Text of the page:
Machinists vote to end strike at Cummins

Members of Machinists Lodge 1005 voted May 12 to end their strike against Cummins Northwest after 115 days on the picket line. At the same time, "permanent replacements" hired during the labor dispute have filed for a union decertification through the National Labor Relations Board (NLRB).

The company, which holds a franchise from Cummins Engine Company for diesel engine repair work, operates branches throughout the Pacific Northwest. The Parts Distribution Center at Swan Island in Portland, where most of the strikers worked, supplies parts to the company's branches and also to outside customers. The company also holds franchises for Onan electrical generators and Thermo-King refrigeration units.

Twenty-four Parts Department employees went on strike Jan. 18 after rejecting a final offer for a new contract. They had been working without a contract since Nov. 30, 1998, and had previously rejected four almost identical final offers. They were seeking wage and pension increases comparable to those the union negotiated in 1997 for 54 mechanics covered by a separate labor agreement with the same Machinists local.

According to Dave Plant, directing business representative of Machinists District Lodge 24, members voted to accept the employer's last offer because they recognized that all their other options were worse.

"The clear goal of the company, which began trying to hire scabs as soon as the strike began, was to prolong the strike in an effort to decertify the union." said Plant. "We know all too well the tactics used by union-busters."

The Machinists offered in federal mediation April 29 to accept the economic terms of the employer's last offer if it returned the strikers to work. "The company dismissed our strike settlement proposal out of hand," Plant said. "Clearly, the company did not want a settlement on any terms. Cummins Northwest wanted the union out, and was willing to prolong the strike to achieve that."

In an attempt to spoil the union decertification plan, Parts Department members decided to accept whatever terms were available for a settlement, Plant said. "Our members didn't want to play into the company's hands by allowing their union to be thrown out. They also recognized that their union brothers, the mechanics who had honored their picket lines for almost four months, should no longer suffer if no light was visible at the end of the tunnel," Plant said.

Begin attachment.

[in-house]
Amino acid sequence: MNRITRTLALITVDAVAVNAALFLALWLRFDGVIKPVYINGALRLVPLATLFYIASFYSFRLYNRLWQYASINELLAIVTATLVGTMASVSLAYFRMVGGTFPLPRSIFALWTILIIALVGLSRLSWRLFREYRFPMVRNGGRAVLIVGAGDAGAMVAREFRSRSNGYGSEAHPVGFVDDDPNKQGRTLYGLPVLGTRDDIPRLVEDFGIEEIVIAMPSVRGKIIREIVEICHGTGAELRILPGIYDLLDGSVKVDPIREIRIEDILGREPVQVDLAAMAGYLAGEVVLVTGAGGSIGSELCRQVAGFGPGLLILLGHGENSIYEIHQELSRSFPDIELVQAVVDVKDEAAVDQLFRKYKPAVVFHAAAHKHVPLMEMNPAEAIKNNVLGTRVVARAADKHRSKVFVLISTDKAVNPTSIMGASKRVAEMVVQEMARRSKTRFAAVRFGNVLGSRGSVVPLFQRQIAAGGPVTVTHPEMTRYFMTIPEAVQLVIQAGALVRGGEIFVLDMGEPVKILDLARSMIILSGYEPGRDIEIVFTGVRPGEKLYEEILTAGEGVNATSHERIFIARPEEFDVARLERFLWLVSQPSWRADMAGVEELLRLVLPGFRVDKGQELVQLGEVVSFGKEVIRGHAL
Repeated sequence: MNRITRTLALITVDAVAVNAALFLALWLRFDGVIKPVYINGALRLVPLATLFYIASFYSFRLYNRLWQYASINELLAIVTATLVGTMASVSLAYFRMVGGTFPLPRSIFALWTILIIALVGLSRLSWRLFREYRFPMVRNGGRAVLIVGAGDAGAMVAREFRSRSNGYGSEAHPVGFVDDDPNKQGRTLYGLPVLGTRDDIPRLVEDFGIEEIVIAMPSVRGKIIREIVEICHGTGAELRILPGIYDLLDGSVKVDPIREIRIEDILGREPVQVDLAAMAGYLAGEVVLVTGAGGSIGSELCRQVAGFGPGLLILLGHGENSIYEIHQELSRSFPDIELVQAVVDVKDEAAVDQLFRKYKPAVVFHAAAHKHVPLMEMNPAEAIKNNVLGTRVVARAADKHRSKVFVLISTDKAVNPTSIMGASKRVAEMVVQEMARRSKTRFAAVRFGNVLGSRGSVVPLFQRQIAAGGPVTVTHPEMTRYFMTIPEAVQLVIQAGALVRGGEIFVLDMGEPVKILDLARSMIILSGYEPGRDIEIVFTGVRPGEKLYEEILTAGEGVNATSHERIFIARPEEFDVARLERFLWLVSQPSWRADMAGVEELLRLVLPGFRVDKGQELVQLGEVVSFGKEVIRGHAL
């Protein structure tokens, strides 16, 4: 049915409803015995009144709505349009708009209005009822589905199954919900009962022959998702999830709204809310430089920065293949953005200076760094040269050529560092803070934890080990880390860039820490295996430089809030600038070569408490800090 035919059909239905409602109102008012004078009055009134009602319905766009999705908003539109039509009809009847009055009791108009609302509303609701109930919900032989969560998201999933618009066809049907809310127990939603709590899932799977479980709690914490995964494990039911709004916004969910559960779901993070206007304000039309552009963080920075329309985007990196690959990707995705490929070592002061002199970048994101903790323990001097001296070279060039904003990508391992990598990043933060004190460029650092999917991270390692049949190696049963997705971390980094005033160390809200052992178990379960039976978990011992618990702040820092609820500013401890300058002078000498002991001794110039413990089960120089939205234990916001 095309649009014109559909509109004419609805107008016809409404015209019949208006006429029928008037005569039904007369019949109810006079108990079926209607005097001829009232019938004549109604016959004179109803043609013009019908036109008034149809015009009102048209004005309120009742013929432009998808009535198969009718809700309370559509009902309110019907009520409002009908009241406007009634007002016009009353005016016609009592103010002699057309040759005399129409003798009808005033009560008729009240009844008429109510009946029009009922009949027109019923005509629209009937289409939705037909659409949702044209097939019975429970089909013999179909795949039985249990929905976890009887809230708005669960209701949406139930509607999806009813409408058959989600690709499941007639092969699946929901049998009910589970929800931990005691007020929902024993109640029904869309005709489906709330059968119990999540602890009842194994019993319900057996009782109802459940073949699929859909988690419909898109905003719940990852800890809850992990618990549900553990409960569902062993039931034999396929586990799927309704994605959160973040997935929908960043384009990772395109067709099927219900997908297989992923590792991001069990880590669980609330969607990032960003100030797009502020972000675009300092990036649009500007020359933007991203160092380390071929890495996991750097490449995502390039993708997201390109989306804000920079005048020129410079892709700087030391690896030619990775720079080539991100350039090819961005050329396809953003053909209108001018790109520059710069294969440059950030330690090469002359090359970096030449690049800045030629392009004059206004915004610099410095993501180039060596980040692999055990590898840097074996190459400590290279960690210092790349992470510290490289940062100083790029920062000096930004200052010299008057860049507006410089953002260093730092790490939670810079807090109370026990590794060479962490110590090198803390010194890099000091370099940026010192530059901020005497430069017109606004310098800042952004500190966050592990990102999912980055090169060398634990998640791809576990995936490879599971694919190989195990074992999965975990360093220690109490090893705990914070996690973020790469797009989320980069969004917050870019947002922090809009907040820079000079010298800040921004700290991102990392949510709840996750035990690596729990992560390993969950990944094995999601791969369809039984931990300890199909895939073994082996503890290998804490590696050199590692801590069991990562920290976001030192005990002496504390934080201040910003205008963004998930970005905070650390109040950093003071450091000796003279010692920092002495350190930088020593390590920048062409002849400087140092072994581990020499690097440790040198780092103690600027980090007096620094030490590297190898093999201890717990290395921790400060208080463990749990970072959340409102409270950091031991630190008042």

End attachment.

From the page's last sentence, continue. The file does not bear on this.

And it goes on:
Union officials tried to get a signature on the agreement immediately after it was ratified May 12 but James J. Frazer, labor relations director for the United Employers Association, was nowhere to be found.

At a meeting May 14 the company acknowledged receipt of the ratification vote but "would not come to any kind of conclusion as to how workers would return," said Business Representative Gary Carver.

"Obviously Frazer's strategy was to prolong the strike until Cummins had hired enough scabs to outnumber the strikers for any NLRB election that might be held," Plant said. "He had to string it out until he was sure he had enough votes."

Strikers are ordinarily eligible to vote in a representation election held within one year of the date the strike began. Cummins Northwest has refused to reveal how many permanent replacements were hired during the strike, but the union believes the number to be 18.

In the federal mediation session April 29, Frazer told the Machinists there were no jobs currently available for the striking union members, Plant said.

Under federal law, if strikers have been permanently replaced they have preferential rights over future new hires for any available openings once the strike is over.

However, the employer may pick and choose which of the former strikers to bring back, with no regard for seniority.

One of the striking employees took his own life on April 28 after being told he had no job to return to. Sam Randall, a counterman who was the senior employee in the Parts Department, had been employed at the Parts Distribution Center since it opened. In his last will and testament, written just before his death, he said he just couldn't take any more of what the company was doing to him.

Plant said that such tragedies will be repeated as long as the United States continues to allow the permanent replacement of strikers. "You can't legally be fired for striking, but you can be permanently replaced. If you're the one permanently replaced, it's damned hard to tell the difference," he said. "Our members courageously fought the battle, but with the laws rigged against them, the good guys don't always win."

Carver said about 11 mechanics have returned to work since the ratification vote and were welcomed back by several adverse rule changes.

Carver said Cummins NW has changed the job descriptions of some managers so that they are no longer part of the bargaining unit. "They also implemented a three-page anti-harassment policy and they're talking about ending swing shift, lead people and road service - all in direct violation of our contract," he said.

Cummins has filed a lawsuit against the union claiming that it suffered damages as a result of the strike in the amount of $500,000, plus $15,000 for each day the walkout continued.

Cummins alleges that the union negotiating committee promised to, but did not, recommend the offer rejected by Parts Department employees on the morning the strike began and that the union violated the no-strike clause of the mechanics' labor agreement by coercing the mechanics to honor the Parts Department picket lines.

"The allegations are patently absurd," said Plant.

May 21, 1999 issue

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